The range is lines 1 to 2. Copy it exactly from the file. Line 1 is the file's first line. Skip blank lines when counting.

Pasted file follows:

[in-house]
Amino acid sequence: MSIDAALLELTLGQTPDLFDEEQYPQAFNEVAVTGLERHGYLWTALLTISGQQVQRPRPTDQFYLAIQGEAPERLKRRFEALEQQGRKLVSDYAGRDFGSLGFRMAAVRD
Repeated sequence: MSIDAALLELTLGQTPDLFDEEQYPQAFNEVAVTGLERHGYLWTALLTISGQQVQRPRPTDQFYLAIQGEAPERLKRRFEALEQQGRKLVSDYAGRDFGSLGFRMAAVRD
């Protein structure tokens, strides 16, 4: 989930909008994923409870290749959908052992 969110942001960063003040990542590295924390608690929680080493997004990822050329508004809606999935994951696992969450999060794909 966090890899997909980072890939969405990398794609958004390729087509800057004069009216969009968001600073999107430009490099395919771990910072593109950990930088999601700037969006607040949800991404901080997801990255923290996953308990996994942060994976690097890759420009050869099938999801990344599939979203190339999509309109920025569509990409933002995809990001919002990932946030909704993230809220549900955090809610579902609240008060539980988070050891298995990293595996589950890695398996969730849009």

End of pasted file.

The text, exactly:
[in-house]
Amino acid sequence: MSIDAALLELTLGQTPDLFDEEQYPQAFNEVAVTGLERHGYLWTALLTISGQQVQRPRPTDQFYLAIQGEAPERLKRRFEALEQQGRKLVSDYAGRDFGSLGFRMAAVRD